Last Chance For Paris by Sylvia Mcnicoll

They say not to judge a book by its cover, yet that’s exactly what I did when I first laid my eyes on Last Chance For Paris by Sylvia Mcnicoll. It’s a beautiful cover that explains most of the story in one picture: the woods, a river, flip flops, and a small strawberry tattoo. I was immediately intrigued and carried the book home from the library like a baby in my hands.
I began reading immediately. Sylvia Mcnicoll has a very descriptive writing style, for she describes the surroundings and setting more than thoughts and dialogue. Since this novel takes place in the woods, the surroundings are very important to capture correctly: a feat that Mcnicoll achieved wonderfully. It can also be noted that the pure wilderness of it all is so breathtakingly described that it makes me desire a camping trip.
Not only does Mcnicoll capture the setting, but she also adds quirky and fun features to each character. They aren’t all typical people. The main character Zanna—as if her name isn’t unique enough—is a potently city girl stuck inside a potently country-like world. The lost and abandoned feelings of Zanna can be easily related to from many angles. Though she is consistently complaining, she realizes the beautiful and fun, too. Like all humans, Zanna is a constant mash-up of emotions, not just one big block of annoyance.
Though the story only takes place over a few days, it is extremely eventful and exciting. Immediately upon arrival, a wolf pup is found under the porch, and he sticks around the family. Zanna and her twin brother sign up for a volunteer program with one of the forest rangers, twining themselves into loads of mischief along the way; the broody attitude of Zanna and the peppy mood of Martin clash hilariously to make them a fun set of twins.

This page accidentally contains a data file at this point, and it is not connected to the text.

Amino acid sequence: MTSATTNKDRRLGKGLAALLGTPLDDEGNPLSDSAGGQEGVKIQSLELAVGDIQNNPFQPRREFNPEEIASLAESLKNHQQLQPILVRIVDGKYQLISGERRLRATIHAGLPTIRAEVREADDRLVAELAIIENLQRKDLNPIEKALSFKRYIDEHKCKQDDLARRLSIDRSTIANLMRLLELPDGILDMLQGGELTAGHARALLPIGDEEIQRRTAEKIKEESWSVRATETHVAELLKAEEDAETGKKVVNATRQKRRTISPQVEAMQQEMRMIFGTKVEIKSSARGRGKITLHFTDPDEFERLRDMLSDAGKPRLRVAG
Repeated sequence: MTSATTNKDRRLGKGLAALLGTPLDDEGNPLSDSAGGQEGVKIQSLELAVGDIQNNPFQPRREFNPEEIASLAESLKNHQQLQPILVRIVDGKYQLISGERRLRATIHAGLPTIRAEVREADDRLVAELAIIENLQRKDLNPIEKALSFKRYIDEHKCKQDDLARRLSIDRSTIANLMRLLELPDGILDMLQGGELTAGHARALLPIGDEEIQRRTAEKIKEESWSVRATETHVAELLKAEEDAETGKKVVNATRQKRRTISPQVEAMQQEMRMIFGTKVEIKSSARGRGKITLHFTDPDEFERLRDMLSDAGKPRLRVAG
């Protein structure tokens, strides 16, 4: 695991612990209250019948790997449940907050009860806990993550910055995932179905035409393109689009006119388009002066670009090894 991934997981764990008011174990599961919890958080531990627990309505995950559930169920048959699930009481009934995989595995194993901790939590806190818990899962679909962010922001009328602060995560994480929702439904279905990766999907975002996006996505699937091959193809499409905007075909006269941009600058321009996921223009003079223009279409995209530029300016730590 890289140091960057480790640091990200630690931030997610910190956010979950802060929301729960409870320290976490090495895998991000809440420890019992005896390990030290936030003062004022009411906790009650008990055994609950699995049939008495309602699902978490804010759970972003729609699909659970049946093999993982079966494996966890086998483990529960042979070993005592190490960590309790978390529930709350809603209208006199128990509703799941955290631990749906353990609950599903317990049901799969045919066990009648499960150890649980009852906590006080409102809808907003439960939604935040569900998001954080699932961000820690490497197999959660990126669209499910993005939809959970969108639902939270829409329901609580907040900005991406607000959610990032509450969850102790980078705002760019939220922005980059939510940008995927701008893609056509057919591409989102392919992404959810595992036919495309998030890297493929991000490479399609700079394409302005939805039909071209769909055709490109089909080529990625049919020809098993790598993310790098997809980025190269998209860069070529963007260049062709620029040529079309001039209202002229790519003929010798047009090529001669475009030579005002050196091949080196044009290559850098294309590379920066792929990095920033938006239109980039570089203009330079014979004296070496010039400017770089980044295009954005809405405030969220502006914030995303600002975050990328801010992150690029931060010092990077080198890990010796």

Last Chance For Paris is a humorous twist on reality, family, and danger, and I recommend the novel to all readers who enjoy a stay-up-till-three-reading adventure.





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This article has 6 comments. Post your own now!

CarrieAnn13 said...
Aug. 4, 2011 at 9:59 pm

Well, it that really is the book's author commenting down there, I can't say I approve.  You really shouldn't comment on reviews of your own work.

 

Moving on, great review!  It has just the right amount of summary and opinion and doesn't give away the ending. :)

 
The Author replied...
Aug. 17, 2011 at 6:04 pm

It really is the author.  We get Google alerts just like the rest of the world.  If you say you hate my book in a blog, then if I feel like checking that alert, I know your opinion as well.   I wouldn't comment on someone's dislike of my work.

In fact, I have never commented on a review before but honestly this one is well written not just positive.

What possible reason could there be for not commenting on it?

 
CarrieAnn13 replied...
Aug. 17, 2011 at 7:32 pm
Well, for one it seems unprofessional and a bit obsessive.  I'm not saying you are obsessive or unprofessional, it just looks that way.
 
The Author replied...
Aug. 17, 2011 at 7:47 pm

Artists are obsessive and I'm not really worried about "looking professional" at this stage of my career.  Professionally I'm often asked to comment on young writers' works.

Cheers.

 

 
The Author said...
Aug. 4, 2011 at 8:29 am

Obviously as the writer, I  like Kaylee Rae's positive opinion on my work.  But I would like to say, she is a great writer herself. Kaylee gives good detail to support her view in a articulate and engaging way.

More about the cover:  my husband Bob took the photo of our daughter who, no co-incidence, sports a strawberry tattoo.  Fiction does imitate real life. Our Jackapoo Mortie "talks" a lot like the wolf puppy Paris too.

Keep writing KayLee

 
KayleeRae replied...
Aug. 17, 2011 at 4:26 pm
Wow haha can't say I expected to be commented on by the author... Thanks bunches! And writing about experiences relatable to your own life... I can say I've been there haha
 
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